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Getting My Gripby Frances Moore Lappe
The lesson of this implausible fact still pushes me on. Let me explain.
I was the quintessential child of the '60s, having been shaken awake by our government's deceit over the war in Vietnam. After working for a few years as a community organizer with welfare recipients in the ghettos of Philadelphia, I just stopped. I couldn't see how what I was doing addressed the root of their suffering. I vowed never to do anything else to "save the world" until I understood how what I was doing related to underlying causes.
I was terrified. I had no professional identity, no direction. (I feared I'd drift forever.) But I did discover something maybe even more vital. I discovered questions, my own not my parents', not some professor's but my own; questions I had to answer because they came from inside me. My questions sprang from a simple observation: every species first feeds itself and its offspring. Yet, we, the brainiest species, had not yet figured out how to insure that all of us could meet this primal need.
Food! That's it, if I could just grasp why people go hungry, that would unlock the seemingly impenetrable mysteries of the economic and political order. So I got buckled down and got started. After many long hours in the U.C. Berkeley agricultural library, I realized we certainly could not blame nature for rampant hunger. Though the experts claimed we were running out of food, in reality there was more than enough to make our entire species chubby. (And it's still true.)
But the "ah-ha" was more than this fact sinking in. I realized that, starting from the premise of scarcity, we humans were actually creating scarcity. We were taking the earth's staggering abundance and reducing its capacity to feed us now and in the future. One piece of evidence? We in the U.S. feed 16 pounds of grain and soy to cattle to get a one pound piece of beef on our plate.
Over the decades I have struggled to get a grip on why we humans are creating a world that as individuals we abhor. It dawned on me nobody, not even the most callous, gets up in the morning determined that another child dies of hunger! Yet fourteen thousand die daily.
But only in the last decade have I finally felt I have a clue as to why this happens. Almost that long ago I first read Erich Fromm's The Anatomy of Human Destructiveness. In it he writes: "It is man's humanity that makes him so inhuman." What was he getting at? The uniquely human trait of seeing the world through lenses of our own creation. In other words, the only thing powerful enough to keep us creating a world no one wants is the power of ideas.
In fact, ideas trump instinct, I came to see. If true, then, there is no more important task for survival ours and other species than to surface those big ideas, often called frames, through which we see the world; then to probe whether they are in fact life-serving and to make needed adjustments. Are we up to this heavy-lifting? Yes, I believe so.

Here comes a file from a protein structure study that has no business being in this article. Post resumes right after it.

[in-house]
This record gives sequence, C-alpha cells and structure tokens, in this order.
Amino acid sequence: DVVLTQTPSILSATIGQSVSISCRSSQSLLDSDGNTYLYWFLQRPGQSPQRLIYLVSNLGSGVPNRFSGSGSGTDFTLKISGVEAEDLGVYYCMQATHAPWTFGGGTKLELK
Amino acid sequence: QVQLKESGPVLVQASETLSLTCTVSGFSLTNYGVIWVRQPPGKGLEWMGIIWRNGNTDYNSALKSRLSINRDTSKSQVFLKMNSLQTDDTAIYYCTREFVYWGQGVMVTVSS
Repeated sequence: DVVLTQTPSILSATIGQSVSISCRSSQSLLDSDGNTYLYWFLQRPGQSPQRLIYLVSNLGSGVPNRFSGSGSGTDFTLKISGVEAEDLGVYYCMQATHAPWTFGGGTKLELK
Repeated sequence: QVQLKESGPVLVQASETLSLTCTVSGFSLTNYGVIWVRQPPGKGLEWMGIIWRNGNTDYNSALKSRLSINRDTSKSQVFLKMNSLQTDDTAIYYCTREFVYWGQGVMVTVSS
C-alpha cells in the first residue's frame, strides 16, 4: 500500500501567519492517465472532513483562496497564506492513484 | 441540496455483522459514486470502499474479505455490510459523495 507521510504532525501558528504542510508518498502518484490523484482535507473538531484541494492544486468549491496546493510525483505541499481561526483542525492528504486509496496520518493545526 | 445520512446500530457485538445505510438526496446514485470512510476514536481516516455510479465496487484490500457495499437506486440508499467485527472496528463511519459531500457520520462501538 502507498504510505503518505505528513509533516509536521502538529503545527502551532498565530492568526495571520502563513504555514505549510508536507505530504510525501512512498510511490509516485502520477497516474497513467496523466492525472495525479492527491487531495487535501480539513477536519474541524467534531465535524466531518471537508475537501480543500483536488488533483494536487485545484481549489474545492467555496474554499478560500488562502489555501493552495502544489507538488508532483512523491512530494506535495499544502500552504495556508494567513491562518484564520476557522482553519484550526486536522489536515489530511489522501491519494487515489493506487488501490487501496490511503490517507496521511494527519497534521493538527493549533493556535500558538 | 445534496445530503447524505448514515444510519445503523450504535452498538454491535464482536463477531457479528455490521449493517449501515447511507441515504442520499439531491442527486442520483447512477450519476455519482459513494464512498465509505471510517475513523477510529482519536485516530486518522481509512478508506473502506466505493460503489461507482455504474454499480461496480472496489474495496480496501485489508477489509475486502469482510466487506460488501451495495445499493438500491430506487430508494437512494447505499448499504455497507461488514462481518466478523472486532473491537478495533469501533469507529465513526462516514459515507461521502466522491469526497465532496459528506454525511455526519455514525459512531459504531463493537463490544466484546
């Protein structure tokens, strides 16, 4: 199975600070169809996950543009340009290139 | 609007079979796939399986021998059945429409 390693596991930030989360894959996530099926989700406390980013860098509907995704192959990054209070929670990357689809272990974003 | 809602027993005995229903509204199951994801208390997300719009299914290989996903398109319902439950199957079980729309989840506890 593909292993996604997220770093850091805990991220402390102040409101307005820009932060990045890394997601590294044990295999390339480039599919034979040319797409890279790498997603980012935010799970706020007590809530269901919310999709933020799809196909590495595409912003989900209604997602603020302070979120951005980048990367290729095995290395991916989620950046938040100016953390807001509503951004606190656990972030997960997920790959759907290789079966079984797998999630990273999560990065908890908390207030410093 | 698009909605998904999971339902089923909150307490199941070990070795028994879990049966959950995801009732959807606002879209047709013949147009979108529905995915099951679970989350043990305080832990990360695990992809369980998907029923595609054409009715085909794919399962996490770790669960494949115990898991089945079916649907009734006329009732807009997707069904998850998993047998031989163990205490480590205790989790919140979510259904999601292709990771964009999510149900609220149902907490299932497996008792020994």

In my case, it started, as I noted, with rethinking the premise of scarcity that underlies the dominant economic model. At first I saw it operating in relation to food. But soon I realized the scarcity scare permeates our culture a presumption of a lack of goods and goodness that shows up in our perceptions of lack of everything from energy sources to parking spots to caring hearts.
Living based on this presumption of scarcity of goodness in us, we distrust ourselves and believe we must turn over our fate to impersonal forces, especially the so-called free market, to decide outcomes for us. We feel ourselves increasingly disempowered.
Breaking free of the myth of scarcity and realizing there is enough both enough goods and enough goodness is the first step to discovering our own power. Consider, for example, that the sun provides daily doses of energy 15,000 times what humans use for all purposes. So much for energy scarcity! Or consider what scientists now confirm about our nature: that humans are hard-wired for empathy and cooperation and probably hard-wired to desire basic fairness as well. We have what it takes to create the world we want. So we can let go of our feelings of powerlessness.
But... moving beyond this era's destructive, scarcity-imprinted mental map requires work, deeply personal and scary work: for it means letting go of the familiar and risking separation from others. As we begin questioning the dominant frame, those close to us may not be there.
So such movement also involves rethinking fear. Fear, I have come to see, is in part just another idea we can work with creatively. It need not stop us in our tracks. Experiencing fear might mean not mean stop but "go" it might be telling us were doing just exactly the work we must to save ourselves.
Living fully has meant for me keeping my head out of the sand. But to do that, to keep my eyes open to the terrible, needless suffering in our world, I've had to keep asking why. I have had to keep believing that I could get a handle on root causes so that I would know what to do that could actually make a difference.
Getting my grip striving for sanity in an insane world has meant continuing to follow my curiosity. I discovered in the process what British historian Theodore Zeldin concludes: that curiosity is the greatest antidote to fear. Trusting it, we can, just possibly, gain the clarity, creativity and courage we need to rescue our planet before it's too late.
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Frances Moore LappÃ© is the author of sixteen books. Her first was 1971's Diet for a Small Planet. Just released is Getting a Grip: Clarity, Creativity & Courage in a World Gone Mad. Visit her website at www.smallplanetinstitute.org.